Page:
Ann Sherry - Reflections on Positive Impact
Ann Sherry (Order of Australia, Executive Chairman of Carnival Australia, and Palladium board member) discusses the experience of Carnival Cruises in seeing Positive Impact as an essential driver of long term growth.
The Palladium Summit 2017 brought together nearly 250 delegates to explore the huge potential for Positive Impact – the intentional creation of enduring social and economic value.
What is Positive Impact?
Ann Sherry: Positive Impact for me, is the output measure of the way your business can operate.
It doesn’t matter what sort of business you’re in, there is a way of creating Positive Impact. Both for, obviously, your shareholder and your employees, but in fact the communities that you touch and serve.
I think the quote early on from Abraham Lincoln – “to the people, for the people, by the people” – increasingly is a mantra that business has to think about. It’s not just the narrow stakeholders we’ve been traditionally thinking about. It’s about, really, the impact you can measure more broadly.
Tell us more about your experience with Positive Impact at Carnival.
AS: We’ve [Carnival Cruises] come to this really after 10 years of practice without having a name for it. For us it was just about strategy and how do we grow the business. They were our questions.
Positive Impact was part of the strategic answer to “how do we grow the business?”, because we wanted people to want us to come. And if that [Positive Impact] is the answer to your question, then you have to find mechanisms to make that happen.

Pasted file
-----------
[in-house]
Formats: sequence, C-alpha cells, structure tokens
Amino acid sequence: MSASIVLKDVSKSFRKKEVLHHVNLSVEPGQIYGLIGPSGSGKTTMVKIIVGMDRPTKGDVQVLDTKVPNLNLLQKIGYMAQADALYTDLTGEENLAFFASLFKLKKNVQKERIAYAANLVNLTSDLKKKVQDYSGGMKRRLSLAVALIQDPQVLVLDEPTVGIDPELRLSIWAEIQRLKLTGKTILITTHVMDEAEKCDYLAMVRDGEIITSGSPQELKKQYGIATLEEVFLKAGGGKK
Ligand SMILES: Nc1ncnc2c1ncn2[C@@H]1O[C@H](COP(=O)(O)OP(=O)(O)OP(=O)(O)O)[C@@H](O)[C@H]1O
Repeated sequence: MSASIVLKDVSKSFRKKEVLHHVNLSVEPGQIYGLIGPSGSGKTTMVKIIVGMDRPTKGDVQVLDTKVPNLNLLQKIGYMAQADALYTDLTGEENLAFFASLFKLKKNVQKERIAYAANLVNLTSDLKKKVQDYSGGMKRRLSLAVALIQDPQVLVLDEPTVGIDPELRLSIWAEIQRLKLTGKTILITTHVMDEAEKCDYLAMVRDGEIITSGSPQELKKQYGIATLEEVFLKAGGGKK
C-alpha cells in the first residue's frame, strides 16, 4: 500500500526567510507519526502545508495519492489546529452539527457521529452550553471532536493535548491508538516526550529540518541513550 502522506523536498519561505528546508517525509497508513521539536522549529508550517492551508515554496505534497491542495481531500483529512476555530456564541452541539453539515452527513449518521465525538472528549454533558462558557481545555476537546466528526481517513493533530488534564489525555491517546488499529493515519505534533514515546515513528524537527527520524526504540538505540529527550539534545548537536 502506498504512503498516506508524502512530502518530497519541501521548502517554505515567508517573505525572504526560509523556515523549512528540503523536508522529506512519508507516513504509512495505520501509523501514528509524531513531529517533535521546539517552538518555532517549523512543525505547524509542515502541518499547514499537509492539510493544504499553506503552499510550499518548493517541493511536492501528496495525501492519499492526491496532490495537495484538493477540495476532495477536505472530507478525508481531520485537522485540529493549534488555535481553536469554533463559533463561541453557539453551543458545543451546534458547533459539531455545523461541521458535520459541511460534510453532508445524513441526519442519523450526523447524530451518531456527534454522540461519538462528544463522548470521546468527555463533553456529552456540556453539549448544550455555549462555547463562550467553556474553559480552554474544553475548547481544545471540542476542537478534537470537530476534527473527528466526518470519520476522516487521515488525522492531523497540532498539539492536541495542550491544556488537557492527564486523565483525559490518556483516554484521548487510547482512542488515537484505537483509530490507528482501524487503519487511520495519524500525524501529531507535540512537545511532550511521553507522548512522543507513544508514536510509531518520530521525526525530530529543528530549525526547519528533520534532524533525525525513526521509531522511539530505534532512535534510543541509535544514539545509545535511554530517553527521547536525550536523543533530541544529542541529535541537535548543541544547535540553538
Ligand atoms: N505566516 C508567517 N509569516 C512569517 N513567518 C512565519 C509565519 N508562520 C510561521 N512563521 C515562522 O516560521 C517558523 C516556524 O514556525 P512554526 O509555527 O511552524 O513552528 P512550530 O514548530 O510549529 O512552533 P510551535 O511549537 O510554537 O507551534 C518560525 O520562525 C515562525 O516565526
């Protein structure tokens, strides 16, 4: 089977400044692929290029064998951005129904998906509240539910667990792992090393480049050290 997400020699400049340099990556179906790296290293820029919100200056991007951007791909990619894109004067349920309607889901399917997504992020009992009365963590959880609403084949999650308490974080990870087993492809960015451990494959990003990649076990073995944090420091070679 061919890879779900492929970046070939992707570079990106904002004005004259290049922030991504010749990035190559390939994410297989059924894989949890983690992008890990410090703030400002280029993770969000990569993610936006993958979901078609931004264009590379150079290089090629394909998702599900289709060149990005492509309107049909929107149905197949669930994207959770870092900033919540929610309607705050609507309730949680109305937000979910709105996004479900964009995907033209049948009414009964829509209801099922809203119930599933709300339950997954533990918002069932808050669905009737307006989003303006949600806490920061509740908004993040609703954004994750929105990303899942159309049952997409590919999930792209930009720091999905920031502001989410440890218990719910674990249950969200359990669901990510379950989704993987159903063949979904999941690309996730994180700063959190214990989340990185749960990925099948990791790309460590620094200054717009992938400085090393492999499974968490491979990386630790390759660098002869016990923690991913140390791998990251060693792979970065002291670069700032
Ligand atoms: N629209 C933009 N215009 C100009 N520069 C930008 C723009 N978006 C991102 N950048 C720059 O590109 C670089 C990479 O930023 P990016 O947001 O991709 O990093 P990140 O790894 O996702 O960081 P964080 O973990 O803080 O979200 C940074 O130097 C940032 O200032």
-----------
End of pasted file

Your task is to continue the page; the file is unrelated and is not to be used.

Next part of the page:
If people want you, then there’s got to be something in it for them. The tangibility of Shared Value for us, was really the answer to our core strategic question: “how do you get growth?”
And I think now that there’s a lot more academic rigour around it, it’s got a frame of reference, I think for many companies Positive Impact is: How do you grow your business? How do you do it in a sustainable way? And how do you do it in a way that makes your customers also want to keep doing business with you in a very crowded and changing world?
I think all businesses need to be thinking like that.
What have you enjoyed most about the Summit?
AS: An event like this is important because it brings together lots of the different players. It brings together government, private sectors operators, NGOs, to be in the room, asking the questions, hearing the same thing, and distilling what they need out of it and being able to talk to each other.
If you had one message to businesses trying to achieve Positive Impact, what would it be?
AS: I would say to an organisation that’s not there yet, “are you asking yourselves the right questions?” Because if your strategy hasn’t caused you to ask the question – “how do I create more Positive Impact from my business?” – then you’re probably missing a core piece of your overall long term business agenda.
My question would be perhaps, “are you asking yourself the right questions?”